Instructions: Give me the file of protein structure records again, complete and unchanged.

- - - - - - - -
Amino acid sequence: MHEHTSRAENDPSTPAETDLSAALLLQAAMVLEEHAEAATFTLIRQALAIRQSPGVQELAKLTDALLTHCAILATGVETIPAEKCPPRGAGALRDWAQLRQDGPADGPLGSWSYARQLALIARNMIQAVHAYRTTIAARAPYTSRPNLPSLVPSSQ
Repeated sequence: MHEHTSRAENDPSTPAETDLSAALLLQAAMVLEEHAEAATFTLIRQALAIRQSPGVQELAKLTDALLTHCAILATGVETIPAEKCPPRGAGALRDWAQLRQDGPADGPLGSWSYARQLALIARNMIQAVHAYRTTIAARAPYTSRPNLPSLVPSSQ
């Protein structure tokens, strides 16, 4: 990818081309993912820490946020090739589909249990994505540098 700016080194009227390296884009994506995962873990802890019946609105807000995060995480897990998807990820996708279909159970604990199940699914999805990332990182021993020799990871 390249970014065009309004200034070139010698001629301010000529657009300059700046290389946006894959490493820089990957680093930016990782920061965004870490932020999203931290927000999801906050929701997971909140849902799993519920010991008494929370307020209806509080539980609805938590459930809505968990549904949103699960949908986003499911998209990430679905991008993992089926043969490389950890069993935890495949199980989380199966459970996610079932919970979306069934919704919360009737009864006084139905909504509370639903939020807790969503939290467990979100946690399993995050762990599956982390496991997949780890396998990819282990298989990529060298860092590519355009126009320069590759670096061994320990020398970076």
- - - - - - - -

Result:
Amino acid sequence: MHEHTSRAENDPSTPAETDLSAALLLQAAMVLEEHAEAATFTLIRQALAIRQSPGVQELAKLTDALLTHCAILATGVETIPAEKCPPRGAGALRDWAQLRQDGPADGPLGSWSYARQLALIARNMIQAVHAYRTTIAARAPYTSRPNLPSLVPSSQ
Repeated sequence: MHEHTSRAENDPSTPAETDLSAALLLQAAMVLEEHAEAATFTLIRQALAIRQSPGVQELAKLTDALLTHCAILATGVETIPAEKCPPRGAGALRDWAQLRQDGPADGPLGSWSYARQLALIARNMIQAVHAYRTTIAARAPYTSRPNLPSLVPSSQ
């Protein structure tokens, strides 16, 4: 990818081309993912820490946020090739589909249990994505540098 700016080194009227390296884009994506995962873990802890019946609105807000995060995480897990998807990820996708279909159970604990199940699914999805990332990182021993020799990871 390249970014065009309004200034070139010698001629301010000529657009300059700046290389946006894959490493820089990957680093930016990782920061965004870490932020999203931290927000999801906050929701997971909140849902799993519920010991008494929370307020209806509080539980609805938590459930809505968990549904949103699960949908986003499911998209990430679905991008993992089926043969490389950890069993935890495949199980989380199966459970996610079932919970979306069934919704919360009737009864006084139905909504509370639903939020807790969503939290467990979100946690399993995050762990599956982390496991997949780890396998990819282990298989990529060298860092590519355009126009320069590759670096061994320990020398970076």